Tuesday, 16 January 2018

Adding Value to a Days Birdwatching

Back in October 2015 the Dublin Bay Birds Project Team hosted a 'ring-reading’ event at Bull Island Visitor Centre, see here. On Saturday, February 10th 2018, we are pleased to be running another similar one and we would love you to come along.

Colour-ringed Redshank John Fox

The event acts as a way for us to thank and provide feedback to  the observers who have been submitting their observations of colour-ringed wintering waders to us, but, also, we would love to help more people get involved with this element of the Dublin Bay Birds Project. The Citizen Science contribution to the project is of immense value and crucial to this work.  We would like to encourage even more new Citizen Science contributors and catch up with established project contributors.

Ring-reading Event Poster BirdWatch Ireland

Since 2013,  we have ringed more than 1700 waders in Dublin Bay of which over 500 are colour-ringed (376 Oystercatchers, 99 Bar-tailed Godwits, and 41 Redshank). But all of that means nothing if nobody tells us where they spot them and the context of their observations. With five years of colour-ring resighting information now compiled we are seeing some interesting stories beginning to emerge.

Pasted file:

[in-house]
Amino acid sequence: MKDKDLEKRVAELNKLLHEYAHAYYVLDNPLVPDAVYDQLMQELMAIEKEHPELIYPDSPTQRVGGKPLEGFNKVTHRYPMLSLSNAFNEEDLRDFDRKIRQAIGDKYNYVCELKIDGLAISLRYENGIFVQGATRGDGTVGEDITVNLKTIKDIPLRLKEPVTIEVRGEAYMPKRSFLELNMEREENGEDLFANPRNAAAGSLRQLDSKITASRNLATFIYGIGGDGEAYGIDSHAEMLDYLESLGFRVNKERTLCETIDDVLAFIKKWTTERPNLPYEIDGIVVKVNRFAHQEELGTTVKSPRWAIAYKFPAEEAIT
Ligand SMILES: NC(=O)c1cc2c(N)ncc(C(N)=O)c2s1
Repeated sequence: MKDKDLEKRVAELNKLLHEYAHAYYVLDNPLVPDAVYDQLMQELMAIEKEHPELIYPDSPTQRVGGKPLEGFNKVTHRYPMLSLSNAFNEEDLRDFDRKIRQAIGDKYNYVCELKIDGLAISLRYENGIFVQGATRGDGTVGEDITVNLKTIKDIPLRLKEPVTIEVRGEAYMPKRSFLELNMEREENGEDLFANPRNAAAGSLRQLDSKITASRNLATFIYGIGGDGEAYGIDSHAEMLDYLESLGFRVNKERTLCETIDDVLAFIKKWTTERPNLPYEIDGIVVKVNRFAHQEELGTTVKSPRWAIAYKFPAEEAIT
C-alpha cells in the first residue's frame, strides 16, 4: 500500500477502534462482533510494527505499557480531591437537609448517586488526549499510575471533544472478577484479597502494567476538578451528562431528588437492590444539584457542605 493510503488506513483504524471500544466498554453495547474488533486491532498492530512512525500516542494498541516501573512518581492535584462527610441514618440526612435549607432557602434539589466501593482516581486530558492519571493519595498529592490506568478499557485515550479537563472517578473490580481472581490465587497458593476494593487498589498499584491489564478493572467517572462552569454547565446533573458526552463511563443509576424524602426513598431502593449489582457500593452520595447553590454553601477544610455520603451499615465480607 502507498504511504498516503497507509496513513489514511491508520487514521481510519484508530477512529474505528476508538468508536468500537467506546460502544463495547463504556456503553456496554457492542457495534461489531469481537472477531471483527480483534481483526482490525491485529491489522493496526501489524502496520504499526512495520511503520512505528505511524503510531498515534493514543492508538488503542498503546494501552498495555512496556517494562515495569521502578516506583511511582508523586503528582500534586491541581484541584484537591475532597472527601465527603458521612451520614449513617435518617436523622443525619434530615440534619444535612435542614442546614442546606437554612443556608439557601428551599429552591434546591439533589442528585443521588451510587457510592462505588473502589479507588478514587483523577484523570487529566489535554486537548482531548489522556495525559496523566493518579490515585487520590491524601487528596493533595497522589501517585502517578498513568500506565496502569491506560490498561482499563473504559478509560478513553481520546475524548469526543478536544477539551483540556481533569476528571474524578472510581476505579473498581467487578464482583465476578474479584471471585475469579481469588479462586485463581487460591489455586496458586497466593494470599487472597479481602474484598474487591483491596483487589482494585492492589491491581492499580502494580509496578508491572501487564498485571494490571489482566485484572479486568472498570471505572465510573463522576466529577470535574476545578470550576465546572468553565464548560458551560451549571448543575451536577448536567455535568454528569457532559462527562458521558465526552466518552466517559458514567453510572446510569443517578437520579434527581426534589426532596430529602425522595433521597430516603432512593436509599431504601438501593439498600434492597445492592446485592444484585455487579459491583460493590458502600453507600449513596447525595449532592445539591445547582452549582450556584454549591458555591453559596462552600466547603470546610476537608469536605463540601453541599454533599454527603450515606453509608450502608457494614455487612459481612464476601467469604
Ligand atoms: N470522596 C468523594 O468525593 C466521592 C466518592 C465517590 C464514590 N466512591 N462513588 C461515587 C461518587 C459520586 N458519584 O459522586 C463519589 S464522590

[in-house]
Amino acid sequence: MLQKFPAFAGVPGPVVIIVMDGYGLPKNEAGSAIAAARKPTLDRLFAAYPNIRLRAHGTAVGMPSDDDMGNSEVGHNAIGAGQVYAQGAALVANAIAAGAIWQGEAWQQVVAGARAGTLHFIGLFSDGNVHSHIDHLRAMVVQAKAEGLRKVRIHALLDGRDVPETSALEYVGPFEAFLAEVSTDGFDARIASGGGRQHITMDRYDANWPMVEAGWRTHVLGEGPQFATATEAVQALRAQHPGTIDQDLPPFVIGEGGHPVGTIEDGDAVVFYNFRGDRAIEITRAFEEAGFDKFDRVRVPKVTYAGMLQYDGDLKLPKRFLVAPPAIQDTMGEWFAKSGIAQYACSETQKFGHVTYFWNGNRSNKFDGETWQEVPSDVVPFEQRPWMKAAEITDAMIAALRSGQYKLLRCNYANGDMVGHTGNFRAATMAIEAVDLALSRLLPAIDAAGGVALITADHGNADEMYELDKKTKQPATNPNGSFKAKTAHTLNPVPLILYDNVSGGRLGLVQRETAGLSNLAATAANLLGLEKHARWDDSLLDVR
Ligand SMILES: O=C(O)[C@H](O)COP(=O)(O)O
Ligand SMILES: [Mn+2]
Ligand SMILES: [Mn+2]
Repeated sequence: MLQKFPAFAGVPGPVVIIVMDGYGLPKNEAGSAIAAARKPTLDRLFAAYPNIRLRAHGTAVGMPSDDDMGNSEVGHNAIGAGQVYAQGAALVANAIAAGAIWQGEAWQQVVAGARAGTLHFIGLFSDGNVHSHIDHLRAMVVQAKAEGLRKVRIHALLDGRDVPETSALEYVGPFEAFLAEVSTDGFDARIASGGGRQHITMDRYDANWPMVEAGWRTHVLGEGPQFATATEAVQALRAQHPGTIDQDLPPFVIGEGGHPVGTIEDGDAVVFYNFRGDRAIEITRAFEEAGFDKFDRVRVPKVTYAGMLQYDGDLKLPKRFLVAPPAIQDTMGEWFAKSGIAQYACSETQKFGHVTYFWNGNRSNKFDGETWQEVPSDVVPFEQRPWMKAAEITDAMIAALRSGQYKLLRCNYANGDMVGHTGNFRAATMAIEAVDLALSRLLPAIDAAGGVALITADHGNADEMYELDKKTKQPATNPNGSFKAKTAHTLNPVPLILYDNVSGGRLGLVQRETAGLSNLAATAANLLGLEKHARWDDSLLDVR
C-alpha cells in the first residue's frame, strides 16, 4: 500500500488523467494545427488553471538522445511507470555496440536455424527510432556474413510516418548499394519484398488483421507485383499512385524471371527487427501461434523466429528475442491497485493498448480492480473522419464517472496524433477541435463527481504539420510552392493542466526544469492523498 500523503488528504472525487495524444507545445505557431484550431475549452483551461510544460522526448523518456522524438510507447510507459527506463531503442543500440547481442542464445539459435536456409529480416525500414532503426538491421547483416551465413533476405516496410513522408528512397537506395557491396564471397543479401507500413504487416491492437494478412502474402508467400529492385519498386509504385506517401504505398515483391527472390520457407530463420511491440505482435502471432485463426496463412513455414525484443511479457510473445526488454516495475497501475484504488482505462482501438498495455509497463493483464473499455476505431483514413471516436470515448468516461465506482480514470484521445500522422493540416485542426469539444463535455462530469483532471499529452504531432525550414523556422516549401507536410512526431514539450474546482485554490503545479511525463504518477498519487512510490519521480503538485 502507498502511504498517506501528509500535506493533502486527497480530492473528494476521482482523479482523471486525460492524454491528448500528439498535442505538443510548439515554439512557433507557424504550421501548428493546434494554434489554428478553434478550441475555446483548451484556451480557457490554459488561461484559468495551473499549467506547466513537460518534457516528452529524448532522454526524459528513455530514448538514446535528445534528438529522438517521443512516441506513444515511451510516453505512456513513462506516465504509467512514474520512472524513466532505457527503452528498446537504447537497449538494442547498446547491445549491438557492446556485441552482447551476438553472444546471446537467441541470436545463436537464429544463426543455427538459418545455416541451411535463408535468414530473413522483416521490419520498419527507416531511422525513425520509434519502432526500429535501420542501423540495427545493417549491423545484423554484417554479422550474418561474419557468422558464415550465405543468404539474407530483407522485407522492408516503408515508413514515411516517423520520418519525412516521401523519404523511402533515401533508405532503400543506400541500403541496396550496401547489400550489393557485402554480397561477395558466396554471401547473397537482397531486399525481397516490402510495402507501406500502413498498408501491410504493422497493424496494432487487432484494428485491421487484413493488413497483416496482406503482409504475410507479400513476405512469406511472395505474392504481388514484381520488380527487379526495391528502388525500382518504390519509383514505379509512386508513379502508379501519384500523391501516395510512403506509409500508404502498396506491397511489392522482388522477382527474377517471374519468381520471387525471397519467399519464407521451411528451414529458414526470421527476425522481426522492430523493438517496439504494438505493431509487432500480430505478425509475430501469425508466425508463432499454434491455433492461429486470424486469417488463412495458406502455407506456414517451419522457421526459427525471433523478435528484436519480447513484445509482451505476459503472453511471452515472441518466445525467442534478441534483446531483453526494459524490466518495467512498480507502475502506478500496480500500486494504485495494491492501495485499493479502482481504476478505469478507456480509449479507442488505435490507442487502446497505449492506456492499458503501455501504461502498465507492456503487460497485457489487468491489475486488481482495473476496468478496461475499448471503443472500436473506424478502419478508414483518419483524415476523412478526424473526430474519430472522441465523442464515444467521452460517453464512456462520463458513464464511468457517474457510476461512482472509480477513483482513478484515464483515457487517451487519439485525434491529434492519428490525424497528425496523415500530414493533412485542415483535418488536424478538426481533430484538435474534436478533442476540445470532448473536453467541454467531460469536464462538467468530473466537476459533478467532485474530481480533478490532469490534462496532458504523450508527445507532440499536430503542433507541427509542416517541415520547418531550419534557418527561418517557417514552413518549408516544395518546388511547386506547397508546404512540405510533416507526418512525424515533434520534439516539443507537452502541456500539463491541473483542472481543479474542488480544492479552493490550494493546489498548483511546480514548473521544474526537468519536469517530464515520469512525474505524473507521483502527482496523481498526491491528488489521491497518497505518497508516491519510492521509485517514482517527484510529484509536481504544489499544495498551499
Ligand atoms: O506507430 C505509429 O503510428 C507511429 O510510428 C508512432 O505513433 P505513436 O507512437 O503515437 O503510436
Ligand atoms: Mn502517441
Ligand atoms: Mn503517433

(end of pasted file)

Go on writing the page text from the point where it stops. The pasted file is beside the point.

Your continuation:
DBBP Ringed Oystercatcher Resightings From Scotland BirdWatch Ireland

All of the observations we receive paint a picture of where the birds go to breed and what routes they take to get there, and they play a key role in identifying staging sites. But, importantly, your observations of colour-ringed birds in Dublin Bay provide valuable information about how they use the bay for feeding & roosting. This information in turn informs our policy work and our conservation efforts, and it opens up dialogue with our colleagues internationally to feed into international bird studies and conservation management. 

Sample Resighting Report/Bird History BirdWatch Ireland

What we want you to do is - stop when a colour-ringed bird catches your eye and, if possible, read and note the ring inscriptions. With that done you can enter your observation online and we will get back to you with the movement histories for that bird. All sounds simple, but of course it takes a bit of practice, concentration, and a good pair of binoculars or a telescope! If you would like to find out more or just want to come hear about the project and meet like-minded people we would love to see you on February 10th at 10am at the Bull Island Visitor Centre.